We’ve got some tables reserved for us in the back left corner of the bar area. If you come in through the stairs in the back entrance on Palmer Square, just turn left once you walk in and head towards the back left corner.

The address is Ten Palmer Square, Princeton, NJ, and you can find a map and directions on their website.

You can sign up for their email list here.

There’s a new group in Montclair which meets on the 2nd and 4th Wednesdays. Sign up for their group.

And of course if you live near New Brunswick or Hoboken, check them out.

New Beginning for Princeton Democratic Club

Last night I was elected president of the Princeton Community Democratic Organization. It was a contested election, with the other candidate being the “establishment” candidate.  But we campaigned hard and won, 156 – 59, on a platform of activism, expansion, inclusiveness and openness. Juan Melli also got elected to the executive board.

UpdateJanuary 23, 2006 at 11:33:39 EST by jmelli Wally Edge:

A new generation offers a leader

There was a changing of the guard among liberals in Princeton last night in a race for President of the Princeton Community Democratic Organization, a group of Democrats from Princeton Borough and Princeton Township. Jenny Crumiller, a fundraiser for Howard Dean’s 2004 presidential campaign and a Democracy for America member, defeated Dick Bergman, who got his start in politics working for Eugene McCarthy and George McGovern, by 156-59 margin. Bergman, who worked as a budget analyst for the New Jersey Legislature and spent thre years working in the Carter White House, had been the handpicked candidate of Princeton Township Mayor Phyllis Marchand. With more than 350 members, the PCDO is the largest local Democratic club in Mercer County.

Princeton Packet on Holt visit to Drinking Liberally

(Cross-posted from Princeton’ Drinking Liberally blog)

Holt makes case for Corzine
By: Marjorie Censer, Staff Writer
10/18/2005

Speaks before town-gown Drinking Liberally group

U.S. Rep. Rush Holt (D-12) made his case for Democratic gubernatorial candidate Jon Corzine in front of a crowd Thursday at Drinking Liberally, a weekly, progressive event.

 The meeting, held at The Annex on Nassau Street, was the largest yet for the recently formed organization.

 Rep. Holt praised the members of the group for their already active involvement, but said they must do more to ensure Sen. Corzine’s victory in November’s election. He said people initially took for granted that Sen. Corzine would win, but now that his margin over Republican opponent Doug Forrester has narrowed, it’s time to get involved.

 “He won’t win unless we do our part,” Rep. Holt told the crowd of more than 50 people. “I know I don’t need to tell you, because you’re out here, but you need to tell others.”

 Rep. Holt praised Sen. Corzine’s commitment to a grassroots campaign and to his emphasis on involving individuals.

 “If we don’t restore a sense of government by and of the people in the state, a victory on Election Day is pretty empty,” he said. “The reason I’m so excited about Jon Corzine is he gets that.”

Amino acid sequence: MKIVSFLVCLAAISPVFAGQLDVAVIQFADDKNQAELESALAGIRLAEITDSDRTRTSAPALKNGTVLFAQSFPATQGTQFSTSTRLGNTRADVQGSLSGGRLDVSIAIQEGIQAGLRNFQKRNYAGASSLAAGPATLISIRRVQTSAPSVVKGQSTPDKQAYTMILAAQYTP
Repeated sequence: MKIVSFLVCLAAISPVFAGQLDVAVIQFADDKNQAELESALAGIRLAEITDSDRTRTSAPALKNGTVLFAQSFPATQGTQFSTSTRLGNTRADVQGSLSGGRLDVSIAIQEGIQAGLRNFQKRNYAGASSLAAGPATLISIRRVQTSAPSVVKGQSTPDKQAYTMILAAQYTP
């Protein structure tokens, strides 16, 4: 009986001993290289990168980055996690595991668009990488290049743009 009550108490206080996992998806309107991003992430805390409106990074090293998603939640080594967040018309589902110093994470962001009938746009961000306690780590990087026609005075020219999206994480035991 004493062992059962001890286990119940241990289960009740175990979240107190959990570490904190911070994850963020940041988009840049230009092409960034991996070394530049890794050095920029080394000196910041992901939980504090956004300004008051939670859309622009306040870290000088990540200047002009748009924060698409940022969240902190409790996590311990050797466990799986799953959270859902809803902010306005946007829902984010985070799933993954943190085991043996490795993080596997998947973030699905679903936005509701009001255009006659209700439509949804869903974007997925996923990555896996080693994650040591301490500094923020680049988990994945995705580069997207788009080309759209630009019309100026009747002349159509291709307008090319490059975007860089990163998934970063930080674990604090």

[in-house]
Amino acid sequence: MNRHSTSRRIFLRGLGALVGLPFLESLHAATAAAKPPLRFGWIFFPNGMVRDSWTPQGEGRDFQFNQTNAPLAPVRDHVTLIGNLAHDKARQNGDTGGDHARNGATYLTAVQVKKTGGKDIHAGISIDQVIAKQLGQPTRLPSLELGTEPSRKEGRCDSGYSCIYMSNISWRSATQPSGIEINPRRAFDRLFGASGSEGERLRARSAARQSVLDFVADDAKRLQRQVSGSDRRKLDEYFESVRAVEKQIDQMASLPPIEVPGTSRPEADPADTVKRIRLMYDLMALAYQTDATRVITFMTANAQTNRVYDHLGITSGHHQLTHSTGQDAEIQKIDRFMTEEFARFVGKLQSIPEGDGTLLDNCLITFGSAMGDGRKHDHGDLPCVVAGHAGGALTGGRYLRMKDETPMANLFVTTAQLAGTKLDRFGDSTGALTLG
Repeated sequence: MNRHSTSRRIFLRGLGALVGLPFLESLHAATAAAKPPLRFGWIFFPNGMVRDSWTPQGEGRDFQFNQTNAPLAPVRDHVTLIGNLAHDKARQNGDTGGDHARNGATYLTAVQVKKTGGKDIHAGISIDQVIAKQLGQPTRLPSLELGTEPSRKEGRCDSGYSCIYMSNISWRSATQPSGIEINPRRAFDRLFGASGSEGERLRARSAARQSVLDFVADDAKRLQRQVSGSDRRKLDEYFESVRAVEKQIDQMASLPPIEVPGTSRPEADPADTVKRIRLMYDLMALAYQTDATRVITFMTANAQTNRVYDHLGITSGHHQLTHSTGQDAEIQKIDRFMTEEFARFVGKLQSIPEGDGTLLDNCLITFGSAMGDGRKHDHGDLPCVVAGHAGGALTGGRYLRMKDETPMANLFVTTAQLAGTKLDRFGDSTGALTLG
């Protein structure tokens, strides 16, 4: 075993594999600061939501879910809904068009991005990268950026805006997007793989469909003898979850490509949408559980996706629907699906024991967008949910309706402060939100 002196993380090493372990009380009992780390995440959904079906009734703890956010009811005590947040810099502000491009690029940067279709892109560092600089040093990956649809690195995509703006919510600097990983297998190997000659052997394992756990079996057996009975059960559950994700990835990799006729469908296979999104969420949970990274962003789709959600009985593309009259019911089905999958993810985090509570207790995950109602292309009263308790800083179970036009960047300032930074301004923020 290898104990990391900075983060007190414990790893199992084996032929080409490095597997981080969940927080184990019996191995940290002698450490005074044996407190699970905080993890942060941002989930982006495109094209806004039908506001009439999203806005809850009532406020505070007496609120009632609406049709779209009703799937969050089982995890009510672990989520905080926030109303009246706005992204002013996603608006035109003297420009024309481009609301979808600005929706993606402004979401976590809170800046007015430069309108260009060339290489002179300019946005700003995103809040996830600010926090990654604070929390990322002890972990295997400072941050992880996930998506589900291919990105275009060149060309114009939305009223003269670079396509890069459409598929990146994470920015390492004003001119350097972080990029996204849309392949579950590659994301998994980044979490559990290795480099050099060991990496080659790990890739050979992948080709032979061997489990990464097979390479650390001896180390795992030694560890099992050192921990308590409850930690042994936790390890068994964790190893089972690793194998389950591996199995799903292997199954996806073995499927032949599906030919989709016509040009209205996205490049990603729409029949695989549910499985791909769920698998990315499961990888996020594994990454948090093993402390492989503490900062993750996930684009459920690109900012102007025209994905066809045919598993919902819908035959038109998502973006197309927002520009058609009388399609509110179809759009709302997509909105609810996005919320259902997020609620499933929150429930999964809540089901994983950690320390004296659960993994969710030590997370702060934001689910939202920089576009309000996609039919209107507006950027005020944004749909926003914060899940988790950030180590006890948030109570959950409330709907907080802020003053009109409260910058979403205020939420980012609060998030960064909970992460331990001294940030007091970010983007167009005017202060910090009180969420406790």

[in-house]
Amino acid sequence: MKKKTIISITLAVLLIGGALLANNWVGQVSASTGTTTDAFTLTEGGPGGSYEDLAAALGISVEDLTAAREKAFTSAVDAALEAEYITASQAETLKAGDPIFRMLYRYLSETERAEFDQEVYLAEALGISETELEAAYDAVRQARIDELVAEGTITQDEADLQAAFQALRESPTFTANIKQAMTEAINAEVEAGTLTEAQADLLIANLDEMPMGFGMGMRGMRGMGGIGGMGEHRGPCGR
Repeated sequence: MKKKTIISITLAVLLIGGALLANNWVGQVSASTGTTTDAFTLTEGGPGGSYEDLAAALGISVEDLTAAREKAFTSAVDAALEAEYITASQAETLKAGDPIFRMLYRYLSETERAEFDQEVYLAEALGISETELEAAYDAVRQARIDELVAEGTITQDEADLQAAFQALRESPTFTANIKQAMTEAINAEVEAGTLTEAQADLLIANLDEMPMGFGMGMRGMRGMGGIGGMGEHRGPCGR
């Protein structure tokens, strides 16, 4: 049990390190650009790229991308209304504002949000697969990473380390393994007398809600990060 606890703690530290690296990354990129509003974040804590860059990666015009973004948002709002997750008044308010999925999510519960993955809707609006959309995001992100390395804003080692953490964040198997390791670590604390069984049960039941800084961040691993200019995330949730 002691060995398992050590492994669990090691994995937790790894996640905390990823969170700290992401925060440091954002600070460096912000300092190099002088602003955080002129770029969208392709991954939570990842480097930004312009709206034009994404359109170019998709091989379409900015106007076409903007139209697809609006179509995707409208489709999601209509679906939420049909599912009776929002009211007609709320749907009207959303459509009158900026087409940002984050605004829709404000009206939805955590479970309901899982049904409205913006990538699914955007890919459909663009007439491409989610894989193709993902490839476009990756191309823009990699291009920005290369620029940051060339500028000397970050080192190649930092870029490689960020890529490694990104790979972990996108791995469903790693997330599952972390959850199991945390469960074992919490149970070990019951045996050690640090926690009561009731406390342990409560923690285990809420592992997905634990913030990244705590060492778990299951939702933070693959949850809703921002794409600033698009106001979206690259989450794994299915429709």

Princeton University students and townspeople alike attended the event. The Princeton Drinking Liberally organization is one chapter of nearly 100 in the national club. It meets weekly at The Annex; its first meeting was Sept. 15.

 State Assemblyman Reed Gusciora (D-Princeton Borough) came to the event to meet with Rep. Holt and the local attendees. He said this was not his first Drinking Liberally event.

 “This is a very important election,” Assemblyman Gusciora said. “It will control the direction of New Jersey the next four years. It’s very encouraging when you see the turnout.”

 Juan Melli, a Princeton University graduate student and one of the chapter’s founders, said he was thrilled with the event. Though the organization typically holds unstructured discussions, he said Rep. Holt did an excellent job of addressing the crowd. Mr. Melli particularly praised his explanation of the campaign.

 “To a lot of people, that was useful,” he said.

 Rep. Holt remained after his brief address to talk with the attendees. During his speech, he asked audience members to talk to their friends and keep them involved.

 “Lapsing into apathy, as too many Americans are doing, will give us the government we deserve,” he said.

Rush Holt visits Princeton’s Drinking Liberally

(Cross-posted at Princeton’s Drinking Liberally blog)

Over 50 people turned out and packed the bar area at the Annex in Princeton last night. Congressman Rush Holt came to mingle and have a beer with Princeton’s Drinking Liberally crowd. It was good to see many new people in addition to the regulars that come out every Thursday.

While the Congressman spent most of the time chatting one on one with the crowd, he also took a few minutes to address the group about why he’s supporting Corzine and why it’s critical to get involved in the campaign. He stressed that even though Jon Corzine has the resources to run a normal top-down campaign with focus groups, polling and ads, he’s insisted on using surrogates to talk to the grassroots and learn about what really matters to New Jerseyans. Rush pointed out that in politics, nobody runs a grassroots campaign by choice, but that a win in November would just be an “empty victory” otherwise, and Jon Corzine understands that.

More + photos in the extended text…